My fellow THW writer Jordan Dix recently wrote an excellent piece on how each team in the Central Division was built, and the results were fascinating. One thing that stood out for me when reading that article was how most of the teams in the highly competitive Central (with the exceptions of the slumping Avalanche and surging Stars) relied on the draft to assemble a majority of their roster. In particular, it was noted that Chicago draftees accounted for over 61% of the team’s points at the time the article was written – an impressive figure compared to most other rosters in the NHL.
The Struggle to Sustain
However, it’s no secret that consistent winning has the potential to decrease both the quality and quantity of available draft picks for a team to build with. Not only did winning three Cups in six seasons give the Hawks a lower pick slot in each of those years, it also cost the team future selections in the form of trades for players to improve the roster late in the season. In recent memory, trades that have cost the team significant draft picks include those for Johnny Oduya, Kimmo Timonen, David Rundblad, and Antoine Vermette.
And while previous years saw the team recoup some of those selections in salary cap dumps in the offseason, the scarcity of league-wide cap space has made it difficult for Stan Bowman to receive reasonable returns for his departures. In fact, Bowman basically had to give the Hurricanes a free draft upgrade this offseason when he sent Kris Versteeg, Joakim Nordstrom, and a 3rd round pick to Carolina for two forgettable prospects and a 5th round pick.
This is just another example of how the NHL’s hard cap has changed how general managers do business, and while I’ve previously written about how the cap has impacted the assets GMs are able to acquire, I have also found that it changes how teams initially acquire young players.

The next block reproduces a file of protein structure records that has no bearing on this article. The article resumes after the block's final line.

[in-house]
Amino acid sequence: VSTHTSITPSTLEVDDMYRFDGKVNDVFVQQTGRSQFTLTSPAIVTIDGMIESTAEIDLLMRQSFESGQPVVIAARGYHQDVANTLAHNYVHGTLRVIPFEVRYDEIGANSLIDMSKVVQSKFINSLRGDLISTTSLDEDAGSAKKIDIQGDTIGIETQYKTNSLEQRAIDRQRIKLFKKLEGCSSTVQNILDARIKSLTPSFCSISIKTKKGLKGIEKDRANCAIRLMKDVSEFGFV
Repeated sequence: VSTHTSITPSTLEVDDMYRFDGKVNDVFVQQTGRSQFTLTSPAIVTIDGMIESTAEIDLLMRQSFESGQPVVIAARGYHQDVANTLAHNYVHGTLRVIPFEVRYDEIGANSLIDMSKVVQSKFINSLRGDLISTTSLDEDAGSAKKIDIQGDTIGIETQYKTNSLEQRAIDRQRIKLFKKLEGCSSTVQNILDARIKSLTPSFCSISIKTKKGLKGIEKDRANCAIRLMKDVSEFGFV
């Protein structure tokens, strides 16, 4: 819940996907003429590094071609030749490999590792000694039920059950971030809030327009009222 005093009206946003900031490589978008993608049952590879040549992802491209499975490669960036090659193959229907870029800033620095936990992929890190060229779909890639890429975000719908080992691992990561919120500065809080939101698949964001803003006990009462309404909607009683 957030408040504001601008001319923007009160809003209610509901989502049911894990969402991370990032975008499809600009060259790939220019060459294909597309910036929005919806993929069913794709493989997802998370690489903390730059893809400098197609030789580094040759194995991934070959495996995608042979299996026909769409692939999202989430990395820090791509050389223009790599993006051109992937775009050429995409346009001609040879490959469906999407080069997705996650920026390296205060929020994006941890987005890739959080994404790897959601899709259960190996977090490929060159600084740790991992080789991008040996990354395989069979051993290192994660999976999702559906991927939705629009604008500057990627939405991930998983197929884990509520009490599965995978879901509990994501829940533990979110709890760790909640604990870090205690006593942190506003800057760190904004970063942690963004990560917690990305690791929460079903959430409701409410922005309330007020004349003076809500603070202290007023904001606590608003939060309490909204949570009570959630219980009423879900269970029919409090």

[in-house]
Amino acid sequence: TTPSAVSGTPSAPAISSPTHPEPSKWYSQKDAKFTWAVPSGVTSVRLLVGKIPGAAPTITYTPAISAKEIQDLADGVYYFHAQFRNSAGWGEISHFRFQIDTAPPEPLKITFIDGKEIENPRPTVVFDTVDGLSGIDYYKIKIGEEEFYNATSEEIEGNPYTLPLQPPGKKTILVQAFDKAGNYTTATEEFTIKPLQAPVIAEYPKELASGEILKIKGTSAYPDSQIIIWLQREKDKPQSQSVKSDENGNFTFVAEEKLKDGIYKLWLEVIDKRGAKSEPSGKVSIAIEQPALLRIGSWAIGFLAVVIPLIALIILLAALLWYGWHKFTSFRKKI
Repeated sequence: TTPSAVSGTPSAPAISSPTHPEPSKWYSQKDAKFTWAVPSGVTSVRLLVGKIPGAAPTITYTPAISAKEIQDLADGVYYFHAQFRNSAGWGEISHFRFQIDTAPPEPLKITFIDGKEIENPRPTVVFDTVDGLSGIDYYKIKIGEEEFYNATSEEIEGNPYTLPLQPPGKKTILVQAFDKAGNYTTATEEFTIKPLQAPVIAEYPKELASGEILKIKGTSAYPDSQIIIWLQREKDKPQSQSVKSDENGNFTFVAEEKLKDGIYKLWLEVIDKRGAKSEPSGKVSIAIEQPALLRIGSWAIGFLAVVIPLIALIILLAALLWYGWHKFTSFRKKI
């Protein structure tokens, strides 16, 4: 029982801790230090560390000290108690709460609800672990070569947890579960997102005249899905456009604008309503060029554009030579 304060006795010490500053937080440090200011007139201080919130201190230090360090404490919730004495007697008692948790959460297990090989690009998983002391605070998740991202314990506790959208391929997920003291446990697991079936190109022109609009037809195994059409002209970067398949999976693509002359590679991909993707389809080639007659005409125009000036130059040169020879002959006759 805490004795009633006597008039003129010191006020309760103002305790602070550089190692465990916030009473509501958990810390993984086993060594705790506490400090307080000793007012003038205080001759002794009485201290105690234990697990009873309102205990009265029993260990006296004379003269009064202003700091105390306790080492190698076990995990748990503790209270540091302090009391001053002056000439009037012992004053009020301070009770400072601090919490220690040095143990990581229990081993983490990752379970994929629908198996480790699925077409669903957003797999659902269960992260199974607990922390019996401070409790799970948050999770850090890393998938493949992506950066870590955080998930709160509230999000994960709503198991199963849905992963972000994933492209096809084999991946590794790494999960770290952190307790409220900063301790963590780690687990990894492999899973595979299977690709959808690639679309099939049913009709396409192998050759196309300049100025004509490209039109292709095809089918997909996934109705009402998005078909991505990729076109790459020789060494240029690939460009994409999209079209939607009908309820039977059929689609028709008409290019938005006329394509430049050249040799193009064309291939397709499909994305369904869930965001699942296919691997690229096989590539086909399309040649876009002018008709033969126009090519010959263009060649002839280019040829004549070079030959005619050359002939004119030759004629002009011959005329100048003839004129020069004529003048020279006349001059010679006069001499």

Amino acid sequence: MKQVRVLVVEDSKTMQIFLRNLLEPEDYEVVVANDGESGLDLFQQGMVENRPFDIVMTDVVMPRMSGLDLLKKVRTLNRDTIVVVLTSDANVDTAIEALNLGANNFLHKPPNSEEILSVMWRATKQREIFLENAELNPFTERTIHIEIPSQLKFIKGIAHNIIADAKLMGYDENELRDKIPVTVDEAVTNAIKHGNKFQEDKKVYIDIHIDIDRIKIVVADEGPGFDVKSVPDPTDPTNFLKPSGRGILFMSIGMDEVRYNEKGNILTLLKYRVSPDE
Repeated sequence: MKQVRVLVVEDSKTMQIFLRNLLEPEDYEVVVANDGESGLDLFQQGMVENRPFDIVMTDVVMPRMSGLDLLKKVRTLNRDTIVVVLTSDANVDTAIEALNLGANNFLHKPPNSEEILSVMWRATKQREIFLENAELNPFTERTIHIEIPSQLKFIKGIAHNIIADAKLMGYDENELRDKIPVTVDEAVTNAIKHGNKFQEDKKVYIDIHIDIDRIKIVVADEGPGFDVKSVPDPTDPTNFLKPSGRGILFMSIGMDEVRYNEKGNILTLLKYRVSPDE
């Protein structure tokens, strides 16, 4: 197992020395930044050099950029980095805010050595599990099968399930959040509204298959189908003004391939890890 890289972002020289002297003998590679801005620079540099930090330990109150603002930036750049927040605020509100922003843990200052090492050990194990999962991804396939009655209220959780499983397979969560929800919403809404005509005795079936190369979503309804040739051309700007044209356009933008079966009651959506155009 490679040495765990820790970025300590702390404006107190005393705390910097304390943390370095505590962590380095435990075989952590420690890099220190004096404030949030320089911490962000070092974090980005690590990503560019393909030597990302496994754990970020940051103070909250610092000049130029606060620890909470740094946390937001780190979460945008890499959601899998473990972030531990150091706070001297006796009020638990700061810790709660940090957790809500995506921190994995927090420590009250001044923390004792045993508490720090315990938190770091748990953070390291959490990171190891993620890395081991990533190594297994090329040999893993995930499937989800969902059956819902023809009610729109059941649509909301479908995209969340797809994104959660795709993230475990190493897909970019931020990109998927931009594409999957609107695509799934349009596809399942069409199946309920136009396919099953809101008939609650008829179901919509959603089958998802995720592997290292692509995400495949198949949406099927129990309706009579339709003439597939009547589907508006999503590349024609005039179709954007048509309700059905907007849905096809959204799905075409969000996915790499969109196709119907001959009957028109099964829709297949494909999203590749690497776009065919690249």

Evolving Acquisitions Trends
The Blackhawks are a prime example. Rather than rely on their own draftees to supplement their organizational prospect pool, the Blackhawks have instead turned to the college market – and have been rather successful in doing so. This past year alone, the Hawks tied the Bruins for most early-departure college signings for undrafted players when they picked up Kyle Baun and Nolan Valleau. Baun – a Colgate product – began the regular season on the Hawks top line after a strong camp, while Valleau will be given plenty of chances in the future after the team liked his puck-moving enough at their prospect camp to offer him a contract.
And these signings weren’t simply aberrations from the team’s strategy in the past either: the team had previously signed Hobey Baker winner Drew LeBlanc and scored with UNH product Trevor van Riemsdyk in 2014. What’s more, Stan Bowman’s pitch to former Minnesota defenseman Mike Reilly put Chicago as one of the finalists for the highly-touted prospect before he eventually signed with the Wild.
The Perfect Fit
One of the major reasons for Bowman’s aggression in pursuing these high-profile college free agents is the success the team has had in recruiting them. While these young players are obviously attractive for the Blackhawks from a simple acquisition cost perspective (they aren’t required to sacrifice draft picks for undrafted players), these players are also very attracted to the idea of playing within the Chicago organization. With Scotty Bowman, Barry Smith, and John McDonough leading the team’s front office, and Joel Quenneville and Jonathan Toews leading the team on the ice, the Blackhawks have arguably the best leadership group in all of professional sports.
This leadership collective combined with the organization’s incredible on-ice success makes the Blackhawks the unrivaled first choice of many young players hoping to break into the league. Overall, these factors have all combined to give the Chicago Blackhawks a new competitive advantage when it comes to acquiring young players, which the organization can use to continue their winning ways.